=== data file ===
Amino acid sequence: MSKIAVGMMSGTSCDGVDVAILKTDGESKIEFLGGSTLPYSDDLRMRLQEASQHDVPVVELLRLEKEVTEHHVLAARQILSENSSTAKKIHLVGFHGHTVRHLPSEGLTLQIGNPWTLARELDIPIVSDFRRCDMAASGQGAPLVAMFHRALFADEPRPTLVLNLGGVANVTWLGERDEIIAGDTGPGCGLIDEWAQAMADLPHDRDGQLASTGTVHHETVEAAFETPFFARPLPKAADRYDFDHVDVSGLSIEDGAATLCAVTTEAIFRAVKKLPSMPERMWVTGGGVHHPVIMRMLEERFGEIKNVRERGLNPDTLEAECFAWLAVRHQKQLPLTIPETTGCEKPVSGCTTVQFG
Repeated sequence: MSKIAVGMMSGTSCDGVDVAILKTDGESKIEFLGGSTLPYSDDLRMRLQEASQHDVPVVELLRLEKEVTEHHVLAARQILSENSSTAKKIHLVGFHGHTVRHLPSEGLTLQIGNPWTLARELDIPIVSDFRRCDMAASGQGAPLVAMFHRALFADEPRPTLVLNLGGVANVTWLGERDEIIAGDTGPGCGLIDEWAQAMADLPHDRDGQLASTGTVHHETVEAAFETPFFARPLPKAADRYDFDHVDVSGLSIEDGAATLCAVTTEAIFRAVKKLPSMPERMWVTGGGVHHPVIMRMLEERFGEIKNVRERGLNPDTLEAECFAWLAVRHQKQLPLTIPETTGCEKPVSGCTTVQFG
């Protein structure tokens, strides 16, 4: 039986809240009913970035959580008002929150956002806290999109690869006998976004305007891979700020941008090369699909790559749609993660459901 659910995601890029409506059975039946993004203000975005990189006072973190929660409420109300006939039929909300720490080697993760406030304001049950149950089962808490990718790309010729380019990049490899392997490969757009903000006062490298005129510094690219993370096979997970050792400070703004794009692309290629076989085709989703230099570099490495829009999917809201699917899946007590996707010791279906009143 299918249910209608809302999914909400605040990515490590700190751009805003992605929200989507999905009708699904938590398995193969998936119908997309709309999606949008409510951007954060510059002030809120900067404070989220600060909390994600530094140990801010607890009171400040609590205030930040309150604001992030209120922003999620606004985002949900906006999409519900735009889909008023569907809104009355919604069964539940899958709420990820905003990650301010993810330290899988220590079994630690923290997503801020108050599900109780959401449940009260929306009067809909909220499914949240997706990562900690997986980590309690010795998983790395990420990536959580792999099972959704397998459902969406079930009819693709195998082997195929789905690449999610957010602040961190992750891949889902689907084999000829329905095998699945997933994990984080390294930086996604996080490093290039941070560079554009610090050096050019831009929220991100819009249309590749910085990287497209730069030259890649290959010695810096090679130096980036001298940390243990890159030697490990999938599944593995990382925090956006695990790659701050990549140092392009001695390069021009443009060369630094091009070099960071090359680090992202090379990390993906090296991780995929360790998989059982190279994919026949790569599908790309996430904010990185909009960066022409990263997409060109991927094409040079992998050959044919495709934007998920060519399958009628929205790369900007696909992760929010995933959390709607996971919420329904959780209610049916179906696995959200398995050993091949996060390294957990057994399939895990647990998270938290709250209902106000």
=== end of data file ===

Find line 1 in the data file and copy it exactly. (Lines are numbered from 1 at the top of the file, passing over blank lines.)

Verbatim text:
Amino acid sequence: MSKIAVGMMSGTSCDGVDVAILKTDGESKIEFLGGSTLPYSDDLRMRLQEASQHDVPVVELLRLEKEVTEHHVLAARQILSENSSTAKKIHLVGFHGHTVRHLPSEGLTLQIGNPWTLARELDIPIVSDFRRCDMAASGQGAPLVAMFHRALFADEPRPTLVLNLGGVANVTWLGERDEIIAGDTGPGCGLIDEWAQAMADLPHDRDGQLASTGTVHHETVEAAFETPFFARPLPKAADRYDFDHVDVSGLSIEDGAATLCAVTTEAIFRAVKKLPSMPERMWVTGGGVHHPVIMRMLEERFGEIKNVRERGLNPDTLEAECFAWLAVRHQKQLPLTIPETTGCEKPVSGCTTVQFG